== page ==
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dc.contributor.authorRodríguez-Molinero, Alejandro-
dc.contributor.authorHerrero-Larrea, Alexandra-
dc.contributor.authorMiñarro Alonso, Antonio-
dc.contributor.authorNarvaiza, Leire-
dc.contributor.authorGálvez-Barrón, César-
dc.contributor.authorGonzalo León, Natalia-
dc.contributor.authorValldosera, Esther-
dc.contributor.authorde Mingo, Eva-
dc.contributor.authorMacho, Oscar-
dc.contributor.authorAivar, David-
dc.contributor.authorPinzón, Efren-
dc.contributor.authorAlba, Adilis-
dc.contributor.authorPassarelli, Jorge-
dc.contributor.authorStasi, Nadia-
dc.contributor.authorValverde, Rosa Ana-
dc.contributor.authorKruse, Liane-
dc.contributor.authorFelipe, Elisabet-
dc.contributor.authorCollado, Isabel-
dc.contributor.authorSabater, Joan Bosch-
dc.description.abstractAssociation between spatial gait parameters and adverse health outcomes in the elderly has not been sufficiently studied. The goal of this study is to evaluate whether the stride length or the step width predict falls, functional loss and mortality. We conducted a prospective cohort study on a probabilistic sample of 431 noninstitutionalized, older-than-64-years subjects living in Spain, who were followed-up for five years. In the baseline visit, spatial gait parameters were recorded along with several control variables, with special emphasis on known medical conditions, strength, balance and functional and cognitive capacities. In the follow-up calls, vital status, functional status and number of falls from last control were recorded. We found that a normalized-to-height stride length shorter than 0.52 predicted recurrent falls in the next 6 months with 93% sensitivity and 53% specificity (AUC: 0.72), and in the next 12 months with 81% sensitivity and 57% specificity (AUC: 0.67). A normalized stride length <0.5 predicted functional loss at 12 months with a sensitivity of 79.4% and specificity of 65.6% (AUC: 0.75). This predictive capacity remained independent after correcting for the rest of risk factors studied. Step-with was not clearly related to functional loss or falls. Both shorter normalized stride length (OR1.56; AUC: 0.62; p < 0.05) and larger step width (OR1.42; AUC: 0.62; p < 0.05) were associated with risk of death at 60 months; however, none of them remained as independent predictor of death, after correcting for other risk factors. In summary, spatial gait parameters may be risk markers for adverse outcomes in the elderly. Step length is independently associated with functional loss and falls at one year, after correction for numerous known risk factors.-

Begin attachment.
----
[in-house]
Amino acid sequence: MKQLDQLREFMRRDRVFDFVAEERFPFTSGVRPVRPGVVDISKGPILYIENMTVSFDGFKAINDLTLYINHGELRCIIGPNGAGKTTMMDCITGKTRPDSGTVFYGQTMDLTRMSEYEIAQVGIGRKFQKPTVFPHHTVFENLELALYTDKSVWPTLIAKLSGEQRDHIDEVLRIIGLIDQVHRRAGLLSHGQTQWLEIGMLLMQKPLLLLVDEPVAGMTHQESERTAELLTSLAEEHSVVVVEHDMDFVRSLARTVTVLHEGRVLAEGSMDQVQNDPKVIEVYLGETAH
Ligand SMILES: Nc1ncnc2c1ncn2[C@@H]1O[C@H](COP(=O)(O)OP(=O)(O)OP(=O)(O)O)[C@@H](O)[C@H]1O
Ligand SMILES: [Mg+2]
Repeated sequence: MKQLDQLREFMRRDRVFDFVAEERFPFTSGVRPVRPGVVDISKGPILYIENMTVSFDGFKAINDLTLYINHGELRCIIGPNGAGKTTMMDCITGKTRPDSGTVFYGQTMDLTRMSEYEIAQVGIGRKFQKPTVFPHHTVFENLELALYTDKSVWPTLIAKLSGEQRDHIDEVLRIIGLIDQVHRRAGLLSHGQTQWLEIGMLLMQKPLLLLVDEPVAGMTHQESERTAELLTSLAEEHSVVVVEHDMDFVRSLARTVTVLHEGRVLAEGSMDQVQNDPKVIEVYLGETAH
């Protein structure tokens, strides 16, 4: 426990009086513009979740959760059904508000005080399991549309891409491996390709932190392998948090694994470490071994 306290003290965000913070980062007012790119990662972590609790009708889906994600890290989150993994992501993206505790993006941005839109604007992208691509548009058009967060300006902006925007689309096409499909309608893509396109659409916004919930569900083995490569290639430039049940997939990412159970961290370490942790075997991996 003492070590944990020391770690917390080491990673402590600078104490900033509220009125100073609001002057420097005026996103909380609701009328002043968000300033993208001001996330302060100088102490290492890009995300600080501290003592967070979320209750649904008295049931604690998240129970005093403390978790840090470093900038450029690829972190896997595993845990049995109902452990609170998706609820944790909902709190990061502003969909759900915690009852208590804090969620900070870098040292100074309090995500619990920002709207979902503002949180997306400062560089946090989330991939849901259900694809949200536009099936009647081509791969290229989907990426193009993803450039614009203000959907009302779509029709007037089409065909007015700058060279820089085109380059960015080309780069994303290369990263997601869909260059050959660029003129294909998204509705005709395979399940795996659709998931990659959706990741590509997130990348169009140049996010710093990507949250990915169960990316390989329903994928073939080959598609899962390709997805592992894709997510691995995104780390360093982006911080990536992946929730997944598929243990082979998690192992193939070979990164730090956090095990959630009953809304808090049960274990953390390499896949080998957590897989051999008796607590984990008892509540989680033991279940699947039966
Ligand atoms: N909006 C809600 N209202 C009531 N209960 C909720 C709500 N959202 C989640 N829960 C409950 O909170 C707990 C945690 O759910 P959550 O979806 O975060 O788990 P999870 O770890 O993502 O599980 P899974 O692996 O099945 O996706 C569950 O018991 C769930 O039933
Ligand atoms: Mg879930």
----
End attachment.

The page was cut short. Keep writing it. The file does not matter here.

dc.format.extent9 p.-
dc.publisherNature Publishing Group-
dc.relation.isformatofReproducció del document publicat a:
dc.relation.ispartofScientific Reports, 2019, vol. 9, p. 8813-
dc.rightscc-by (c) Rodríguez-Molinero, Alejandro et al., 2019-
dc.sourceArticles publicats en revistes (Genètica, Microbiologia i Estadística)-
dc.subject.classificationMoviments mecànics-
dc.subject.otherMechanical movements-
dc.subject.otherOld age-
dc.titleThe Spatial parameters of gait and their association with falls, functional decline and death in older adults: a prospective study-
Appears in Collections:Articles publicats en revistes (Genètica, Microbiologia i Estadística)

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